Quick question about identity element

Say I have a group $\displaystyle G$ and an unknown binary operation $\displaystyle *$, and $\displaystyle a*a=e, \forall a \in G$. ($\displaystyle e$ being the identity element)

Is it true that the only value $\displaystyle a$ can be is the identity element, $\displaystyle e$?

Re: Quick question about identity element

Quote:

Originally Posted by

**tangibleLime** Say I have a group $\displaystyle G$ and an unknown binary operation $\displaystyle *$, and $\displaystyle a*a=e, \forall a \in G$. ($\displaystyle e$ being the identity element). Is it true that the only value $\displaystyle a$ can be is the identity element, $\displaystyle e$?

Not true. Choose for example $\displaystyle (\mathbb{Z}_2,+)$ , we have $\displaystyle 0+0=1+1=0$ .

Re: Quick question about identity element

Ah, didn't consider that. Thanks for the response!

Re: Quick question about identity element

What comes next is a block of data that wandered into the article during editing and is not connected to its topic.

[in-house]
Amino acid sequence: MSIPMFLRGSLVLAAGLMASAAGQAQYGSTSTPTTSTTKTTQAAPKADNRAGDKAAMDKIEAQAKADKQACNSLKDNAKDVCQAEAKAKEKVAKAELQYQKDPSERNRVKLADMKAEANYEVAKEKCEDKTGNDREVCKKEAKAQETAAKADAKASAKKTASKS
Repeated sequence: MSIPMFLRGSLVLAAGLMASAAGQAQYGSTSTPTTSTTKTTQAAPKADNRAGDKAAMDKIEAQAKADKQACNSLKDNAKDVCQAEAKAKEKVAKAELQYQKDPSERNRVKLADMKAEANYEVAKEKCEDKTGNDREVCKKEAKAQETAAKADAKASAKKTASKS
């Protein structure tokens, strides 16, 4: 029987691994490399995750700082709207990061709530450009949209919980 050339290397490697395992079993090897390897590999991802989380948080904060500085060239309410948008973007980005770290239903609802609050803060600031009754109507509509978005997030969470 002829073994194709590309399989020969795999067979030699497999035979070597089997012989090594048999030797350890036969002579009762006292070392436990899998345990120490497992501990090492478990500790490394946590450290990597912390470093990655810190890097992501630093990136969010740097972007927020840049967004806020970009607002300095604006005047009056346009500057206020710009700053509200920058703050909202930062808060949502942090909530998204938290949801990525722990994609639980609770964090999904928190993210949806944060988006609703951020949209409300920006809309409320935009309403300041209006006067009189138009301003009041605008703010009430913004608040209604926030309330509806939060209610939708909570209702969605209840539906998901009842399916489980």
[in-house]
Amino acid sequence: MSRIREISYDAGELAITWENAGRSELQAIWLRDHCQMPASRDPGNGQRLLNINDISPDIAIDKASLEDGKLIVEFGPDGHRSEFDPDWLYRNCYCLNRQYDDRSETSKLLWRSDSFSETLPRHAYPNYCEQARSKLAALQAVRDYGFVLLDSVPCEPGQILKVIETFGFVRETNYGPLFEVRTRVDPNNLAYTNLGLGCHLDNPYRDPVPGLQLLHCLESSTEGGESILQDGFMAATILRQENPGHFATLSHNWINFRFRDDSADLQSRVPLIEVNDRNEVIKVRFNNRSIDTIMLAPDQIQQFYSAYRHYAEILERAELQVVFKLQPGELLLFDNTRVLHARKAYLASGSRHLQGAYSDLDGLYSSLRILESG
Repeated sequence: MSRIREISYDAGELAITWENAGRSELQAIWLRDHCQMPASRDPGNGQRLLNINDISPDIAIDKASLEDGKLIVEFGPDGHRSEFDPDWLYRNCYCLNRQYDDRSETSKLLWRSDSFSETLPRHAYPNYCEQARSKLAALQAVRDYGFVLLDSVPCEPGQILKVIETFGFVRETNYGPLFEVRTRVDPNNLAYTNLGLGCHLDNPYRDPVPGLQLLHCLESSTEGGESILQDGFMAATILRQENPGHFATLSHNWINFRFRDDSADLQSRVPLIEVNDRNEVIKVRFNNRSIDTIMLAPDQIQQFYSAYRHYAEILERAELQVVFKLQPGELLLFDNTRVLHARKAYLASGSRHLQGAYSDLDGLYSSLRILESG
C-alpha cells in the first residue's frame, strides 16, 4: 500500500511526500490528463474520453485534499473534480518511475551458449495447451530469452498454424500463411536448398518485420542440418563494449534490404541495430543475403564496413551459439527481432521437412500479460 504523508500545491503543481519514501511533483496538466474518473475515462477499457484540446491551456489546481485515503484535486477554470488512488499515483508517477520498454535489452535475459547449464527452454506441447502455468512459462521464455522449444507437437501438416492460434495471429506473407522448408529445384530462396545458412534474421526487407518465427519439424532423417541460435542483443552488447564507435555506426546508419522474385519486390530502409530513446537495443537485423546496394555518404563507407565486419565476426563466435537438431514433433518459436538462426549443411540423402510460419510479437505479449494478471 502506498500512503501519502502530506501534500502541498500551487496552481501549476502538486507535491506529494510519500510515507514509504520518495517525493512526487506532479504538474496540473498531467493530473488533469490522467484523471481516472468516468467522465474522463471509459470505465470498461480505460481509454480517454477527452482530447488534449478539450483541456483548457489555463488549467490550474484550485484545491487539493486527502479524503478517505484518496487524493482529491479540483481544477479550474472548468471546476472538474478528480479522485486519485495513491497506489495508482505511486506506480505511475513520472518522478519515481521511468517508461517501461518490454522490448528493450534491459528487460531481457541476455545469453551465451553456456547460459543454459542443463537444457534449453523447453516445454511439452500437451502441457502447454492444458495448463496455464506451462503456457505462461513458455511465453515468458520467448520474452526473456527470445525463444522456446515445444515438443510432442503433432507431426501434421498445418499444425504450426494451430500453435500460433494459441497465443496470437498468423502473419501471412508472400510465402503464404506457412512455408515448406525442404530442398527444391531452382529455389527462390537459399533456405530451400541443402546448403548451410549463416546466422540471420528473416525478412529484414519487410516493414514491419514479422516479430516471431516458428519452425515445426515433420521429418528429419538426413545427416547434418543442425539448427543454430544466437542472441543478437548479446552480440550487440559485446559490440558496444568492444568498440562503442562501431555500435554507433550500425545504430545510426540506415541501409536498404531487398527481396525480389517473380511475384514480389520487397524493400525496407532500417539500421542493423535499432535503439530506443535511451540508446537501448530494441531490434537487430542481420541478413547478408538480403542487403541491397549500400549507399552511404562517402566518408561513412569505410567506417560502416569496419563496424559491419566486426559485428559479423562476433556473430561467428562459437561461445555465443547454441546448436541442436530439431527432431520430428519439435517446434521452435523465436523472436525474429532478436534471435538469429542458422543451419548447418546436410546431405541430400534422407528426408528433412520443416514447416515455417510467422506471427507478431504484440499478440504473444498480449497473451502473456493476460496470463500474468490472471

what you can say, if a*a = e,and a is NOT the identity, is that a is of order 2, and that a is its own inverse (showing that elements of order 2 and of order 1(the identity is the only element of order 1) share this property).

a good example of an element of order 2 is the following group, which is a subset of the actions you can perform on a light switch:

{flip the switch, do nothing} and the group operation is: first do one thing, then the other.

"flip the switch" is an element of order 2: flip the switch, then flip the switch = do nothing.

(to be honest, this is in all actuality just Z2 in disguise, and is one of the basic ways in which logical circuits can "do math").

Re: Quick question about identity element

What is true, however, is that if $\displaystyle a\ast a=a$ then $\displaystyle a$ is the identity. This is true because,

$\displaystyle a=a^{-1}\ast a\ast a=a\ast a^{-1}=e$